Crowdsourcing Contests Will Save Lives and Accelerate Medical Research

Posted on February 11, 2011 by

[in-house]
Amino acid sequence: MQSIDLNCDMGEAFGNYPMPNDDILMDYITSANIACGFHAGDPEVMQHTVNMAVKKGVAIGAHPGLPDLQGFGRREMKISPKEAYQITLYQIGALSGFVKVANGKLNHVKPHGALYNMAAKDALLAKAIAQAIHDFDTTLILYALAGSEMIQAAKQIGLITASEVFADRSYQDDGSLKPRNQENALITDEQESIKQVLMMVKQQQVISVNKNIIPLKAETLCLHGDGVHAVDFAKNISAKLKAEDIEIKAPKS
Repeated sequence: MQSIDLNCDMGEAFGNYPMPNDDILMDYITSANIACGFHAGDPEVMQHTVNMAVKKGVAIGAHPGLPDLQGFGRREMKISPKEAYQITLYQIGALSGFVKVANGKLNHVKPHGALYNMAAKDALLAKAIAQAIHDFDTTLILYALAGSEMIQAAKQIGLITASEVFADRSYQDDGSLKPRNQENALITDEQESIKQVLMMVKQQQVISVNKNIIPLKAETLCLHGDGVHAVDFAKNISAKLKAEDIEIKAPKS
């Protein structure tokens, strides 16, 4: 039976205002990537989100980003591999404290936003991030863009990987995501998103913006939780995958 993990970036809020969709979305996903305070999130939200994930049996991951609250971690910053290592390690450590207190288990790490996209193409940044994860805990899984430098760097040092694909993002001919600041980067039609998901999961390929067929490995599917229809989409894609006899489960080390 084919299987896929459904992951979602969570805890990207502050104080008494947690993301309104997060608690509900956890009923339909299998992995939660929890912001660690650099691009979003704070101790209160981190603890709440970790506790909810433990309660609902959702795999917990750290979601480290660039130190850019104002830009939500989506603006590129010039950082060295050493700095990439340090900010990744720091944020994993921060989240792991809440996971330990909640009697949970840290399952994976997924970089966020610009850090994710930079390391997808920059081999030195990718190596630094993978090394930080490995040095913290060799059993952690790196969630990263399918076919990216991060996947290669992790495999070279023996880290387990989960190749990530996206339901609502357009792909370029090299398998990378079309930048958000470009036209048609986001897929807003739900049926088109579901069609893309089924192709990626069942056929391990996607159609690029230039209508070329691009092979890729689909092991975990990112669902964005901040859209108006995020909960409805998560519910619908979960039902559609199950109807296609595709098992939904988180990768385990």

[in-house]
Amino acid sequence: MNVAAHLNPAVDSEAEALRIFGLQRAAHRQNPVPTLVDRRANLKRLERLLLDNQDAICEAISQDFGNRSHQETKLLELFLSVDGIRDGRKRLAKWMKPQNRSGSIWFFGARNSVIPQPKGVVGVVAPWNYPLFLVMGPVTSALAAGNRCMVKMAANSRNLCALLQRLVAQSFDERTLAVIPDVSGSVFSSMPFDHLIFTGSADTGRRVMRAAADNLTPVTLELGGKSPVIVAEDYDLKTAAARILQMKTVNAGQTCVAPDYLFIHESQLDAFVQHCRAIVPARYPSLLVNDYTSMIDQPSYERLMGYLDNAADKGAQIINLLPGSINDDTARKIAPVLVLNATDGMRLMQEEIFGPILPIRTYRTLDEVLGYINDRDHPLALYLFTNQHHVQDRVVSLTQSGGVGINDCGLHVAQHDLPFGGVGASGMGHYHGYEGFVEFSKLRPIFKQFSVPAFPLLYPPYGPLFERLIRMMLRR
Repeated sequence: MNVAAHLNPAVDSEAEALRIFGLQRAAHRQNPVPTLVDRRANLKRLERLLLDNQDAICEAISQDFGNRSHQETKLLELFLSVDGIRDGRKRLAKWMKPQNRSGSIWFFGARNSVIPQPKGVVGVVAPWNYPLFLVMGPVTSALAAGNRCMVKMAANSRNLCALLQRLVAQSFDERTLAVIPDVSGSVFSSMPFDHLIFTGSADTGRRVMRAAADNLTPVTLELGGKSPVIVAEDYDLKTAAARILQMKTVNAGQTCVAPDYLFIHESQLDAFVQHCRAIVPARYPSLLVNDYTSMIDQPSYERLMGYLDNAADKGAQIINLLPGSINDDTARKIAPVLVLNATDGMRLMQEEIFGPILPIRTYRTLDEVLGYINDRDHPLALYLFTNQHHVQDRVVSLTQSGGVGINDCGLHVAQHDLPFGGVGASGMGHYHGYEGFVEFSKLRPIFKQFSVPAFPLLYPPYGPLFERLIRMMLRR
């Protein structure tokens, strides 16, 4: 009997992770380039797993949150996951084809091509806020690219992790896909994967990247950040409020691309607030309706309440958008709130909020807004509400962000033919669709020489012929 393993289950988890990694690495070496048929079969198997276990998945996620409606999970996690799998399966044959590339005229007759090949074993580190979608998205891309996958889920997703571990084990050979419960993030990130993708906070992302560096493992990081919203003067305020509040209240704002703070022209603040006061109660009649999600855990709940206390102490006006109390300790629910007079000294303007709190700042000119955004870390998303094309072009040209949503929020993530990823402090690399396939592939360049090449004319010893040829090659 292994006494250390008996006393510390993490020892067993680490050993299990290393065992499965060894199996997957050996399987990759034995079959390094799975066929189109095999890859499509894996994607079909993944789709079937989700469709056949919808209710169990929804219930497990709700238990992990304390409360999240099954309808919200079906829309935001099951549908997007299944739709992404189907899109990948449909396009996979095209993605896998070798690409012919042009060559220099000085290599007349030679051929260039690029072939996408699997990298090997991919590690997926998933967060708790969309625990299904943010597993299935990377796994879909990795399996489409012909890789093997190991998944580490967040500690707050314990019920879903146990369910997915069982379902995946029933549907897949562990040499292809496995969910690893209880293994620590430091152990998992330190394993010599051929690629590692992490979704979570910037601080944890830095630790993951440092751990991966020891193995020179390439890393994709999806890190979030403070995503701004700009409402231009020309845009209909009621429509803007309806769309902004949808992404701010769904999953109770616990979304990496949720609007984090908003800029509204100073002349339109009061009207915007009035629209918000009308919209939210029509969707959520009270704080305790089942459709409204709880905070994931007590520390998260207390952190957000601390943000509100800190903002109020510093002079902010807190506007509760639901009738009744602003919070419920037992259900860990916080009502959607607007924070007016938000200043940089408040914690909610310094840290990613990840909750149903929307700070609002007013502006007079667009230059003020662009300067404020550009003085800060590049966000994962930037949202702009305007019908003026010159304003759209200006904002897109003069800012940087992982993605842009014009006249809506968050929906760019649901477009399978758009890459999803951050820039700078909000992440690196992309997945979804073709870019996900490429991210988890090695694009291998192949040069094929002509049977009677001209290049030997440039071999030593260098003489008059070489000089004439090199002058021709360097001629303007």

As a result of a One Million Dollar On-Line crowdsourcing contest, patients with the neuromuscular disease amyotrophic lateral sclerosis (ALS), otherwise known as Lou Gehrig’s disease are a step closer to finding a treatment. Last week, the non-profit ALS Prize4Life named neurologist Dr. Seward Rutkove of The Beth Israel Hospital in Boston, winner of their Biomarker Contest in which they crowdsourced the medical and scientific community in order to obtain help in finding a treatment. The pharma industry has not focused on this disease because it is not lucrative enough. Dr. Rutkove invented an electromagnetic device which quantifies muscular changes that show progressive deterioration. Prize4Life says this will cut the cost of clinical trials increasing the likelihood of future trials. Prize4Life is an organization founded by Avichai Kremer and classmates at Harvard Business School after Kremer was diagnosed with ALS. It seeks to accelerate research towards a cure through funding prize based competitions. Dr. Rutkove’s discovery emphasizes the valua of open innovation in developing new therapies and medicines. Open innovation is a new approach in which solutions are sought broadly rather than from a pre-specified group of scientists. Crowdsourcing contests appear to be able to influence scientific research in areas otherwise neglected.In December, a company called Life Technologies of California, a global biotechnology tools company, “dedicated to improving the human condition” announced a crowd sourcing initiative called Life Grand Challenges Contest. The Seven Million Dollar competition is comprised of seven individual challenges, each with a One Million Dollar prize. The first three challenges are focused on Ion Semiconductor sequencing. The challenges are to 1) produce twice as much sequence data; 2) do it twice as fast and 3) do it with twice the accuracy. The other challenges will be announced this year. Life Technologies had sales of $3.3 billion in 2009 and employes over 9,000 people

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